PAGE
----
Research Article

Genetic variant screening of MC3R and MC4R genes in early-onset obese children and their relatives among a Thai population: family-based study

Abstract

MC3R (melanocortin-3 receptor) and MC4R (melanocortin-4 receptor) play important roles in energy homeostasis. Severe early-onset obesity, known as monogenic obesity when it is the consequence of a mutation in a single-gene product, may result when energy homeostasis is disrupted. The purpose of our study was to screen for variations of the MC3R and MC4R genes and observe the mode of inheritance of variations in affected families. We used polymerase chain reaction and direct sequencing to analyze the 11 early-onset obese children (probands) with their 71 family members, together with DNA from 100 healthy subjects used as controls. No novel mutations were found in the MC3R gene. Two previously described polymorphisms, rs3746619 and rs3827103, were detected in the MC3R gene. It was not associated with any obesity-related phenotypes. Three heterozygous variations of the MC4R gene were detected in 3 of 11 probands. The rs34114122 and rs61741819 variations have previously been reported, but rs182455344 was novel. Moreover, each MC4R variant was also found in a number of family members, indicating that this molecular analysis of a family-based study showed an autosomal dominant pattern. Our study indicated that MC4R variations in early-onset obese Thai children were found, and transmission of these variations in each family is in the dominant pattern. These variants could possibly contribute to a genetic influence of early-onset obesity in Thais. There is no evidence of any association between MC3R variations and obesity.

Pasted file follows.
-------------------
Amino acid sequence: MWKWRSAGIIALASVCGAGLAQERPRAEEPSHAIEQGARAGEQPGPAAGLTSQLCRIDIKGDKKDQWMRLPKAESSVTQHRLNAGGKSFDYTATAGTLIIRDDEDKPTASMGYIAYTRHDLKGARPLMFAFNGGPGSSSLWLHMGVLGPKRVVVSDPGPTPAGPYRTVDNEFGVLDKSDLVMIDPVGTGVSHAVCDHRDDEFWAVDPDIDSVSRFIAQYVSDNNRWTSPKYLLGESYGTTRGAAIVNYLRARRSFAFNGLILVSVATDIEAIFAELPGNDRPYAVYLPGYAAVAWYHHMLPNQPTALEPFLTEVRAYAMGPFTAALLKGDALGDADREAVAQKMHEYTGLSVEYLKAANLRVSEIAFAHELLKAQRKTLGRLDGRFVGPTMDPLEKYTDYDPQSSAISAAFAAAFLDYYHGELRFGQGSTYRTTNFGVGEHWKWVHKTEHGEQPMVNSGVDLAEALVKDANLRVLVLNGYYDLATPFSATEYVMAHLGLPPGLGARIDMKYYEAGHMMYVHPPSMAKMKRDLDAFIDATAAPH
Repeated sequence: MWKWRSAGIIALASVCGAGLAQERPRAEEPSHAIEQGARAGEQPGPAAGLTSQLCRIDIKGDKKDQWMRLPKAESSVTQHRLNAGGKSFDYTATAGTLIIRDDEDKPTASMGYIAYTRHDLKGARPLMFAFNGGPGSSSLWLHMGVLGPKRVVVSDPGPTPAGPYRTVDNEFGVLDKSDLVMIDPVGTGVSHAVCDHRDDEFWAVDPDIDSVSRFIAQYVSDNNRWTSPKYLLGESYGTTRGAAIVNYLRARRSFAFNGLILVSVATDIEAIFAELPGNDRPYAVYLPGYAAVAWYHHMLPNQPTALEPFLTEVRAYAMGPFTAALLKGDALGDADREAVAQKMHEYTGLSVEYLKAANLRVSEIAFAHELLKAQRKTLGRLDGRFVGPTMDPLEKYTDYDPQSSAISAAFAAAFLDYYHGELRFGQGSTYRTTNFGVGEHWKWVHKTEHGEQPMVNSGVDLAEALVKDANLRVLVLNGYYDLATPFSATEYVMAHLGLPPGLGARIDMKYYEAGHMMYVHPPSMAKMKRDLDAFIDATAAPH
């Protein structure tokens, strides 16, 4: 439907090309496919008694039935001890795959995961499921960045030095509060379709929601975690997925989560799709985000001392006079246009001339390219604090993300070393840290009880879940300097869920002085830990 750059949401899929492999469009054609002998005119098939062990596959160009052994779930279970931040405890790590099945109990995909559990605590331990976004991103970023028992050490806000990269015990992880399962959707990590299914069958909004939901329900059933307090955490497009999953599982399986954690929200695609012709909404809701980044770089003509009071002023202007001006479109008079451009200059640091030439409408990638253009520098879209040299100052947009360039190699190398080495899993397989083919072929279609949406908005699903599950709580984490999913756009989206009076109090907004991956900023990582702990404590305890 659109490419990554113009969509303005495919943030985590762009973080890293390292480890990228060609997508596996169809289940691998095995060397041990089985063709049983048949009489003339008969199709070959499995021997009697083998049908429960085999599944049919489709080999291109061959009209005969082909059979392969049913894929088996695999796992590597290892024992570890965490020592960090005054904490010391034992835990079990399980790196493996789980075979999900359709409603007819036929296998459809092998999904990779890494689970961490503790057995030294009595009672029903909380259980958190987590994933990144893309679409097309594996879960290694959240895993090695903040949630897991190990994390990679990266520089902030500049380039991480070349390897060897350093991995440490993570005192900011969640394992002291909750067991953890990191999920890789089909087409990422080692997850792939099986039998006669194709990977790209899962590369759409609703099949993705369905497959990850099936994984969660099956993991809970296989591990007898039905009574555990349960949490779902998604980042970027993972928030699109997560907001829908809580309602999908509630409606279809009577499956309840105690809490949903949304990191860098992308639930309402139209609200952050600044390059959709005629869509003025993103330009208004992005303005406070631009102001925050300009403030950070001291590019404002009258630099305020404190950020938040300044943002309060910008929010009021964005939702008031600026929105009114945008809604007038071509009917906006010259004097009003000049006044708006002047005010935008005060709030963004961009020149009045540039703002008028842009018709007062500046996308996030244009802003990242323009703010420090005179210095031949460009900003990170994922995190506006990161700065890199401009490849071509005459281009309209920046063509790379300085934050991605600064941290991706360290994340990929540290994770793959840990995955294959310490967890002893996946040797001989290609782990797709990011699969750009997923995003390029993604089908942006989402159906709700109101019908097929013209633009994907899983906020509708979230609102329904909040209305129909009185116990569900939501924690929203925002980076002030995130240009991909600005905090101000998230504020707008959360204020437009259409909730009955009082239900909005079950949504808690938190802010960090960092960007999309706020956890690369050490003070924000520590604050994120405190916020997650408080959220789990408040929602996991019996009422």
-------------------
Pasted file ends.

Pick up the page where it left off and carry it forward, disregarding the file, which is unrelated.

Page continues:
MC3R (melanocortin-3 receptor) and MC4R (melanocortin-4 receptor) play important roles in energy homeostasis. Severe early-onset obesity, known as monogenic obesity when it is the consequence of a mutation in a single-gene product, may result when energy homeostasis is disrupted. The purpose of our study was to screen for variations of the MC3R and MC4R genes and observe the mode of inheritance of variations in affected families. We used polymerase chain reaction and direct sequencing to analyze the 11 early-onset obese children (probands) with their 71 family members, together with DNA from 100 healthy subjects used as controls. No novel mutations were found in the MC3R gene. Two previously described polymorphisms, rs3746619 and rs3827103, were detected in the MC3R gene. It was not associated with any obesity-related phenotypes. Three heterozygous variations of the MC4R gene were detected in 3 of 11 probands. The rs34114122 and rs61741819 variations have previously been reported, but rs182455344 was novel. Moreover, each MC4R variant was also found in a number of family members, indicating that this molecular analysis of a family-based study showed an autosomal dominant pattern. Our study indicated that MC4R variations in early-onset obese Thai children were found, and transmission of these variations in each family is in the dominant pattern. These variants could possibly contribute to a genetic influence of early-onset obesity in Thais. There is no evidence of any association between MC3R variations and obesity.